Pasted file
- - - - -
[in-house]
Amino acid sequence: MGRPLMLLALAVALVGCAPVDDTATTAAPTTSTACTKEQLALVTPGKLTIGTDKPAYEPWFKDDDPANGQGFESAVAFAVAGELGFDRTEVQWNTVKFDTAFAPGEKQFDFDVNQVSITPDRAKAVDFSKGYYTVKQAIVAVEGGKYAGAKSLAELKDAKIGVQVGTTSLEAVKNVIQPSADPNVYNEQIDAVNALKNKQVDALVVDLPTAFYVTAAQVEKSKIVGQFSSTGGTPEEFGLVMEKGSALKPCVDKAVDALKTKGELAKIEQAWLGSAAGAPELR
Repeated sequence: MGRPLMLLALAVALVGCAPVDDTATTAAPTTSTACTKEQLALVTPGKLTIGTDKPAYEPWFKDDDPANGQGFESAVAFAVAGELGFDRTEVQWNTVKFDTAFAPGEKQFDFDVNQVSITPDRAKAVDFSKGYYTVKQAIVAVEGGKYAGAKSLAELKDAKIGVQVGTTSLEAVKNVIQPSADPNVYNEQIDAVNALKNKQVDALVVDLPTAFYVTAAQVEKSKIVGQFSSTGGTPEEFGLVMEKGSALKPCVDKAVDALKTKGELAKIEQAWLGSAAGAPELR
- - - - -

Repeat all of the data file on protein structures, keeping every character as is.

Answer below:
[in-house]
Amino acid sequence: MGRPLMLLALAVALVGCAPVDDTATTAAPTTSTACTKEQLALVTPGKLTIGTDKPAYEPWFKDDDPANGQGFESAVAFAVAGELGFDRTEVQWNTVKFDTAFAPGEKQFDFDVNQVSITPDRAKAVDFSKGYYTVKQAIVAVEGGKYAGAKSLAELKDAKIGVQVGTTSLEAVKNVIQPSADPNVYNEQIDAVNALKNKQVDALVVDLPTAFYVTAAQVEKSKIVGQFSSTGGTPEEFGLVMEKGSALKPCVDKAVDALKTKGELAKIEQAWLGSAAGAPELR
Repeated sequence: MGRPLMLLALAVALVGCAPVDDTATTAAPTTSTACTKEQLALVTPGKLTIGTDKPAYEPWFKDDDPANGQGFESAVAFAVAGELGFDRTEVQWNTVKFDTAFAPGEKQFDFDVNQVSITPDRAKAVDFSKGYYTVKQAIVAVEGGKYAGAKSLAELKDAKIGVQVGTTSLEAVKNVIQPSADPNVYNEQIDAVNALKNKQVDALVVDLPTAFYVTAAQVEKSKIVGQFSSTGGTPEEFGLVMEKGSALKPCVDKAVDALKTKGELAKIEQAWLGSAAGAPELR